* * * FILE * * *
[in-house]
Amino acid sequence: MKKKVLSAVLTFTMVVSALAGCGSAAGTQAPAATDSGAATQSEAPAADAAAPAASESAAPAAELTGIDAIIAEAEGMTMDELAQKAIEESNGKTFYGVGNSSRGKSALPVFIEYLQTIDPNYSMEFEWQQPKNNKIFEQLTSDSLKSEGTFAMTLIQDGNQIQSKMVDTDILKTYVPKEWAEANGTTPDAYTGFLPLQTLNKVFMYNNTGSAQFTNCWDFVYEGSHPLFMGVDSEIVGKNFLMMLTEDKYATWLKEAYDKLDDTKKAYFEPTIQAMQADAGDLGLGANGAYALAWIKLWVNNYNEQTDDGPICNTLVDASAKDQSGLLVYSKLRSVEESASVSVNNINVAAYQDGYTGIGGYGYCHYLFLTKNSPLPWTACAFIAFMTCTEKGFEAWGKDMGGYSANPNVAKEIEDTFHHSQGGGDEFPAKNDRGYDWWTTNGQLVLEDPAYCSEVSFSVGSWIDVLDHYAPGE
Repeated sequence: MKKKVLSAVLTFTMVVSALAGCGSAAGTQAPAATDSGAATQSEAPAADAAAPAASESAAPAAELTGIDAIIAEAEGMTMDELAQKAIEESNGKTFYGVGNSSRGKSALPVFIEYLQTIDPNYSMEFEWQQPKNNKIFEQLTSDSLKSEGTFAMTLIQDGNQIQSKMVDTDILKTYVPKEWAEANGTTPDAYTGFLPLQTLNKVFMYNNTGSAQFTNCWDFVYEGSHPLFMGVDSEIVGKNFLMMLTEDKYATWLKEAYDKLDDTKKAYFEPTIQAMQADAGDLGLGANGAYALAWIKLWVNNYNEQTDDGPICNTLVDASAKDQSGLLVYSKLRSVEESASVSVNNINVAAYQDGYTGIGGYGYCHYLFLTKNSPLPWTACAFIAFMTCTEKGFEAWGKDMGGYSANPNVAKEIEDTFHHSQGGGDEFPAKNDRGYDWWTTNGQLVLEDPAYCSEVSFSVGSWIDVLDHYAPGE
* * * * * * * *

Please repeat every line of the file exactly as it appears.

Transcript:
[in-house]
Amino acid sequence: MKKKVLSAVLTFTMVVSALAGCGSAAGTQAPAATDSGAATQSEAPAADAAAPAASESAAPAAELTGIDAIIAEAEGMTMDELAQKAIEESNGKTFYGVGNSSRGKSALPVFIEYLQTIDPNYSMEFEWQQPKNNKIFEQLTSDSLKSEGTFAMTLIQDGNQIQSKMVDTDILKTYVPKEWAEANGTTPDAYTGFLPLQTLNKVFMYNNTGSAQFTNCWDFVYEGSHPLFMGVDSEIVGKNFLMMLTEDKYATWLKEAYDKLDDTKKAYFEPTIQAMQADAGDLGLGANGAYALAWIKLWVNNYNEQTDDGPICNTLVDASAKDQSGLLVYSKLRSVEESASVSVNNINVAAYQDGYTGIGGYGYCHYLFLTKNSPLPWTACAFIAFMTCTEKGFEAWGKDMGGYSANPNVAKEIEDTFHHSQGGGDEFPAKNDRGYDWWTTNGQLVLEDPAYCSEVSFSVGSWIDVLDHYAPGE
Repeated sequence: MKKKVLSAVLTFTMVVSALAGCGSAAGTQAPAATDSGAATQSEAPAADAAAPAASESAAPAAELTGIDAIIAEAEGMTMDELAQKAIEESNGKTFYGVGNSSRGKSALPVFIEYLQTIDPNYSMEFEWQQPKNNKIFEQLTSDSLKSEGTFAMTLIQDGNQIQSKMVDTDILKTYVPKEWAEANGTTPDAYTGFLPLQTLNKVFMYNNTGSAQFTNCWDFVYEGSHPLFMGVDSEIVGKNFLMMLTEDKYATWLKEAYDKLDDTKKAYFEPTIQAMQADAGDLGLGANGAYALAWIKLWVNNYNEQTDDGPICNTLVDASAKDQSGLLVYSKLRSVEESASVSVNNINVAAYQDGYTGIGGYGYCHYLFLTKNSPLPWTACAFIAFMTCTEKGFEAWGKDMGGYSANPNVAKEIEDTFHHSQGGGDEFPAKNDRGYDWWTTNGQLVLEDPAYCSEVSFSVGSWIDVLDHYAPGE